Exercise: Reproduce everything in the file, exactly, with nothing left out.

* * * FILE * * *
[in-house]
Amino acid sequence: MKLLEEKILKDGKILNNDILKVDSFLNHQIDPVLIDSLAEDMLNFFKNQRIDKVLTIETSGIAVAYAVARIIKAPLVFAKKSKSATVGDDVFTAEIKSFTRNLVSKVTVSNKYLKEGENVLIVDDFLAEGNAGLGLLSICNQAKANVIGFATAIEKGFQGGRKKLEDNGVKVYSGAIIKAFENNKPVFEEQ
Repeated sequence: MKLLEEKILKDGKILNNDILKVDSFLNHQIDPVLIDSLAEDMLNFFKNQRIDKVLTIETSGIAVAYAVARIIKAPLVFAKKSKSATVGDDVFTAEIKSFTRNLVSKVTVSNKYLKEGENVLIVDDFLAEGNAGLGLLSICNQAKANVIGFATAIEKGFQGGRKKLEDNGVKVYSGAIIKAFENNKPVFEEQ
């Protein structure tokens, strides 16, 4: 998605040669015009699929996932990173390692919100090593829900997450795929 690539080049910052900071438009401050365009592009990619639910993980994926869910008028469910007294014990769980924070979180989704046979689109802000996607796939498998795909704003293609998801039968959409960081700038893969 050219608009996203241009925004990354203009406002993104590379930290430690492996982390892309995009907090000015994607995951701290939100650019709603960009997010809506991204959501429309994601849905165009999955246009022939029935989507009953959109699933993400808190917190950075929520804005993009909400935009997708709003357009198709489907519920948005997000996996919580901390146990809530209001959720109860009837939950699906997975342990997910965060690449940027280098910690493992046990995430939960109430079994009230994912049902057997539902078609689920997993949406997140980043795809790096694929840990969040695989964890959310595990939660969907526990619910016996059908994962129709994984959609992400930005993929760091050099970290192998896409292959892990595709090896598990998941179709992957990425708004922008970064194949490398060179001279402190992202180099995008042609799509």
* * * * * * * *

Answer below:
[in-house]
Amino acid sequence: MKLLEEKILKDGKILNNDILKVDSFLNHQIDPVLIDSLAEDMLNFFKNQRIDKVLTIETSGIAVAYAVARIIKAPLVFAKKSKSATVGDDVFTAEIKSFTRNLVSKVTVSNKYLKEGENVLIVDDFLAEGNAGLGLLSICNQAKANVIGFATAIEKGFQGGRKKLEDNGVKVYSGAIIKAFENNKPVFEEQ
Repeated sequence: MKLLEEKILKDGKILNNDILKVDSFLNHQIDPVLIDSLAEDMLNFFKNQRIDKVLTIETSGIAVAYAVARIIKAPLVFAKKSKSATVGDDVFTAEIKSFTRNLVSKVTVSNKYLKEGENVLIVDDFLAEGNAGLGLLSICNQAKANVIGFATAIEKGFQGGRKKLEDNGVKVYSGAIIKAFENNKPVFEEQ
């Protein structure tokens, strides 16, 4: 998605040669015009699929996932990173390692919100090593829900997450795929 690539080049910052900071438009401050365009592009990619639910993980994926869910008028469910007294014990769980924070979180989704046979689109802000996607796939498998795909704003293609998801039968959409960081700038893969 050219608009996203241009925004990354203009406002993104590379930290430690492996982390892309995009907090000015994607995951701290939100650019709603960009997010809506991204959501429309994601849905165009999955246009022939029935989507009953959109699933993400808190917190950075929520804005993009909400935009997708709003357009198709489907519920948005997000996996919580901390146990809530209001959720109860009837939950699906997975342990997910965060690449940027280098910690493992046990995430939960109430079994009230994912049902057997539902078609689920997993949406997140980043795809790096694929840990969040695989964890959310595990939660969907526990619910016996059908994962129709994984959609992400930005993929760091050099970290192998896409292959892990595709090896598990998941179709992957990425708004922008970064194949490398060179001279402190992202180099995008042609799509």